chasidim) and a commitment to social justice remain important measures for defining the mission and focus of our institutions and the services that they render. The specific responsibilities on the part of our community to both "save" lives and "preserve" Jewish life must always be viewed as integral to our purposes. Toward this end, the Jewish communal enterprise must encompass a dual commitment to the welfare of Jews who are in economic, emotional and social crisis and to policies and practices of government and the non-profit sector in securing the "American dream" for all of this nation's citizens.
Toward achieving these goals, we reaffirm the act of giving as a core ingredient of our communal responsibility. As we acknowledge and applaud the diverse and vital personal and institutional interests of American Jewry in building and sustaining organizational and synagogue life, we reaffirm the unique and special place of a federated campaign. In an age of individualistic passions and choices and at a time of institutional independence, the idea of community and the act of collective giving needs to be reasserted. As our communal agenda undergoes change, so too federations must reconsider their mission and functions, new constellations of services and programs must be incorporated into our community campaigns. As a result of these transitions, new organizational partnerships will guide the community's priorities.
(3) Our Personal Journeys:
"The first person knew it (Torah) not perfectly, neither will the last search it thoroughly; for its understanding is wider than the sea and its counsel deeper than the abyss."
(Ben Sira 24 28-29)
We have a sacred obligation to assist all Jews with their personal "journeys", providing information and education. We are reminded that the institutions that we have helped to lead are there to meet the needs of each Jew, their families and our communities. Whether we represent synagogues, educational bodies, or social service organizations, all of us must be committed to making our institutions gateways for all Jews seeking to become a part of the community. By providing learning opportunities, we can enhance their engagement with Judaism. We must insure that our institutions are linked to each other, permitting individuals and families to move comfortably among our organizations, allowing them to connect to those leaders, ideas and programs that touch them. We have a responsibility to join the insights of our Jewish texts and traditions to the functional tasks of governance, leadership, planning and fund-raising.
(4)Creating Communities of Jewish Meaning:
"Who occupies themselves with the needs of the community is as though they occupy themselves with
Torah." (Talmud Yerushalmi, Berakhot 5:8(4) )
Just as we must assist each other in our individual pathways to Judaism, our communal systems must reflect in their practices those Jewish values that enhance the dignity of the individual, respect our ideological and political differences, and acknowledge our shared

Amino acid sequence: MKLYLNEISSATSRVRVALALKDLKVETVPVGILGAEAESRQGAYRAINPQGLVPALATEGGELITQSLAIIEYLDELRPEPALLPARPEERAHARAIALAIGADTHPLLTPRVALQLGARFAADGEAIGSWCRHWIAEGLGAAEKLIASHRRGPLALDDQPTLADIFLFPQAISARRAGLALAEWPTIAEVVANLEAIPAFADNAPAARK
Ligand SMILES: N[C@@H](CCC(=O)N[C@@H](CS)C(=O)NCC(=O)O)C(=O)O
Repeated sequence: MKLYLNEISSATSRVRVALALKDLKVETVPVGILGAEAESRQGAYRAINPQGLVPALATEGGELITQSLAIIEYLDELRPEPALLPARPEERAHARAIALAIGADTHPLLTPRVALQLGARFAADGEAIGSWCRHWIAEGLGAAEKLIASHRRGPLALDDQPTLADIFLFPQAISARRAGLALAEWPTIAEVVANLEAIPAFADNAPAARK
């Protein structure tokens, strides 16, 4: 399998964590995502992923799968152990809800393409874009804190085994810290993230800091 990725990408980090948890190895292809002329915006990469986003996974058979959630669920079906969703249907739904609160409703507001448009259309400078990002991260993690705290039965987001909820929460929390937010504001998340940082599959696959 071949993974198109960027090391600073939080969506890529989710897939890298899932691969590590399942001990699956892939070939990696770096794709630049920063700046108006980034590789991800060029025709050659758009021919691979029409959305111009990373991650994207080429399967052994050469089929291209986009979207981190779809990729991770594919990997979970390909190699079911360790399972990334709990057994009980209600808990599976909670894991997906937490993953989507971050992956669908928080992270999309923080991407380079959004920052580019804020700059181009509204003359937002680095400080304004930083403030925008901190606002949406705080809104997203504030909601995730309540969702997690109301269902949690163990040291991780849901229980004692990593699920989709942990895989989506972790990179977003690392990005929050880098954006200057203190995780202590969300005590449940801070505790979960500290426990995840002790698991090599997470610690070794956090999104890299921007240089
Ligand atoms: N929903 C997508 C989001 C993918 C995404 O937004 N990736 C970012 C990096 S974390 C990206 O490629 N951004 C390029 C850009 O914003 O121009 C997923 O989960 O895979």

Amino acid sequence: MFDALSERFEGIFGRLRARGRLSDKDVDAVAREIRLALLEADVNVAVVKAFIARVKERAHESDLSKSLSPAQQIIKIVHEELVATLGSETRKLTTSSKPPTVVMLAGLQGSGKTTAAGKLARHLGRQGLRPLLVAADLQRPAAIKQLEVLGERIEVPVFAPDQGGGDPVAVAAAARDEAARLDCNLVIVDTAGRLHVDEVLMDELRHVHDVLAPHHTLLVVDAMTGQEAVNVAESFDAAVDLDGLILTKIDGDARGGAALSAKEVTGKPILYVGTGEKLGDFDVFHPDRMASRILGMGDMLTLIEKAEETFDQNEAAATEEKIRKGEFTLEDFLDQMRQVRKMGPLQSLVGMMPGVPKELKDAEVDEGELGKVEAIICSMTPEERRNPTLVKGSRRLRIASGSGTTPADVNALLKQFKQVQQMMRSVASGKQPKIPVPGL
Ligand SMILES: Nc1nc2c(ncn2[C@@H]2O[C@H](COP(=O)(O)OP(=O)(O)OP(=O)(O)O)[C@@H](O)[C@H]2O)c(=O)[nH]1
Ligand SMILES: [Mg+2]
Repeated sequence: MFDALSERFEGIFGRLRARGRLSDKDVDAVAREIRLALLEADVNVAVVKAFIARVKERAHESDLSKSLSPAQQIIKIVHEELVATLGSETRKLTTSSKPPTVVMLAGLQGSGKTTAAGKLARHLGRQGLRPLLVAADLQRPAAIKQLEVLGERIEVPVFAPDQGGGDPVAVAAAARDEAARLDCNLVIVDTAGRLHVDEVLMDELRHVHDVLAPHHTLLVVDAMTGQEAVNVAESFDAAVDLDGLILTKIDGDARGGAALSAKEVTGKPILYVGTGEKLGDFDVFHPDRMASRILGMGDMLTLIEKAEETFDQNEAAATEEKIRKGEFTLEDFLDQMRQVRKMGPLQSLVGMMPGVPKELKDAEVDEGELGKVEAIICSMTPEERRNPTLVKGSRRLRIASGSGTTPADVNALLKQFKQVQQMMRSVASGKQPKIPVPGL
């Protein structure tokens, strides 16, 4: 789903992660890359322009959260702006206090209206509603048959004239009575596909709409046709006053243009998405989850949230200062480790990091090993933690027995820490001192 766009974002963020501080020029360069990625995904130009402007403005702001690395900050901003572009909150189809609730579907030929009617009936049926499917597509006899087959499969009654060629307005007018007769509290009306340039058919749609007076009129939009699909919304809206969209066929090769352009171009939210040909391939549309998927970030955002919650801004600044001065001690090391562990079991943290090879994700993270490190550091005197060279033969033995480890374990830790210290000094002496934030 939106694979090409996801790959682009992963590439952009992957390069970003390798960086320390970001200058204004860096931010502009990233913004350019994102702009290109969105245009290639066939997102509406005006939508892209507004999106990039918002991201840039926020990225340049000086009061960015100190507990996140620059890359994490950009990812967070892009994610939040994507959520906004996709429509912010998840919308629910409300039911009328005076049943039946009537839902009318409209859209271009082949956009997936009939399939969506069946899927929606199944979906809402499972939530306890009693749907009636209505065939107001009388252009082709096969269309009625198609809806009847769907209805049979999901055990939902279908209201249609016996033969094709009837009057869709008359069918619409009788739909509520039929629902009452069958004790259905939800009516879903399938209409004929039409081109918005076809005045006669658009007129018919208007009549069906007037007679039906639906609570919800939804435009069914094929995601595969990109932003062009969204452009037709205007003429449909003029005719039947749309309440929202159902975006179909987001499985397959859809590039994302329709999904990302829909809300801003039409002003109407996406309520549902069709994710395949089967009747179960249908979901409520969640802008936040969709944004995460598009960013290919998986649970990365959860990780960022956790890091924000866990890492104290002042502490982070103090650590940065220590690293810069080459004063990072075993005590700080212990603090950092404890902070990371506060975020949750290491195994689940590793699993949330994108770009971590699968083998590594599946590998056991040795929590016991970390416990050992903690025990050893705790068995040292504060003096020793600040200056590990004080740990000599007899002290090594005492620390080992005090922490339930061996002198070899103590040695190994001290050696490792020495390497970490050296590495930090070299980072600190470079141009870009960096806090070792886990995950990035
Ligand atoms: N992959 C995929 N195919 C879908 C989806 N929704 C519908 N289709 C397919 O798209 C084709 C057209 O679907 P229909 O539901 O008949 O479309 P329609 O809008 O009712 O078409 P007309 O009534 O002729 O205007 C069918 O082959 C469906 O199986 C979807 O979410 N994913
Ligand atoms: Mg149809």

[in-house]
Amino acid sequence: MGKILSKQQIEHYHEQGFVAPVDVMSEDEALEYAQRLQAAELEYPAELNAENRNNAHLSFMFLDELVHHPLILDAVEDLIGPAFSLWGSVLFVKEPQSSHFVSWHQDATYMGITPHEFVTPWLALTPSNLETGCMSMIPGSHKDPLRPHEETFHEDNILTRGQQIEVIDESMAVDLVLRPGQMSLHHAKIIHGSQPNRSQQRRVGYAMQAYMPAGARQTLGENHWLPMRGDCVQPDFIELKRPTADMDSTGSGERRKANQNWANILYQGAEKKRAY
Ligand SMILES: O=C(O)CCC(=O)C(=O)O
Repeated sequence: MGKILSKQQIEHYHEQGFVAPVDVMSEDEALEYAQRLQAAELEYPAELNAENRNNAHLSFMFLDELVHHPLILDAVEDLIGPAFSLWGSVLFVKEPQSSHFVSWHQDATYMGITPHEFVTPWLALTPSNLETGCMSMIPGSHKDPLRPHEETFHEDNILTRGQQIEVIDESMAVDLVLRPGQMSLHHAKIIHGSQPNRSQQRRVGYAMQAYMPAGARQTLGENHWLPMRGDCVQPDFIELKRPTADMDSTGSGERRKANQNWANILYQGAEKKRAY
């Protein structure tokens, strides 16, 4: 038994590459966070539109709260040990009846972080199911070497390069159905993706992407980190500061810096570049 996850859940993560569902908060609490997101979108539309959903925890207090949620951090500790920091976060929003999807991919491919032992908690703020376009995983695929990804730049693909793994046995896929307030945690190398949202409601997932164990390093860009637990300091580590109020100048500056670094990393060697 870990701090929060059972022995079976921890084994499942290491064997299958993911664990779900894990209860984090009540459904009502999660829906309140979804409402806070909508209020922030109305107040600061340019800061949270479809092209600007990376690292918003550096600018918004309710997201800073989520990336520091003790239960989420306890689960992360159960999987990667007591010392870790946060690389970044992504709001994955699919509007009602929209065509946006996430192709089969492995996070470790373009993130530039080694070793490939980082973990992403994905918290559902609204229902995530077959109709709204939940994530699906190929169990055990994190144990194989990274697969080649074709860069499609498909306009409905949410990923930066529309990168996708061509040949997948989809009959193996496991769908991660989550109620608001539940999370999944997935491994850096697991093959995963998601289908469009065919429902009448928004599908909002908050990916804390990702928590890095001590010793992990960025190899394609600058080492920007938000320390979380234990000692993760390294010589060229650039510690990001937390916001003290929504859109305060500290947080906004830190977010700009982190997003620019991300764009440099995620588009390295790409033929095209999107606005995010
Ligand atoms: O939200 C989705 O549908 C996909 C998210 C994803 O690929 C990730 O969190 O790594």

peoplehood. With modernity, we are, in some regard, all Jews by choice, and as such our communal structures must be embracing and nurturing.
We must be inclusive, acknowledging and welcoming the religious, ethnic, generational, cultural and sexual diversities of our community. Our communal institutions will need to reflect this diversity in their leadership structures and institutional policies and practices. Just as we have acknowledged the role of our educational and religious institutions to provide opportunities for learning, so must our communal structures be gateways to Jewish learning and engagement.
(5) Israel-Diaspora Connection:
"All Jews are responsible each for the other."
( Babylonian Talmud, Shavu'ot 39:1)
Israel remains an integral and unique part of the Jewish experience. Its political, economic and social well-being needs to remain a significant item on the communal agenda. The pursuit of creative models that promote and sustain this "connection" is a communal responsibility. We must insure opportunities for all Jews to experience Israel through travel, study, and engagement with its people.
We pray for Israel's welfare and are encouraged by its commitment to achieve peace with its neighbors. For this to occur, we call upon the Arab world and the international community to join Israel in a unique economic and regional partnership. We applaud the special role that the government of the United States continues to play in promoting avenues of peace, while insuring Israel's security.
(6) Our Worldwide Responsibilities:
"You shall not abhor an Edomite, for he is your brother; you shall not abhor an Egyptian, because you were a sojourner in his land." (Deuteronomy 23: 8)
The welfare and security of Jews and of their communities, wherever they may reside, has historically bound our people together. We remain committed to this sacred obligation. During this past century alone, we were reminded how essential it is that we as a worldwide community remain institutionally strong and politically engaged.
As Jews who feel a responsibility and connection with fellow Jews wherever they may live, we must remain engaged in assisting our people who face physical and political problems requiring our assistance. We have this same obligation toward other communities and nations who must deal with natural disasters, human rights abuses, or suffer from the scourge of war and terrorism.
(7) The Federated Concept as a Key Ingredient:
"Separate not thyself from the community."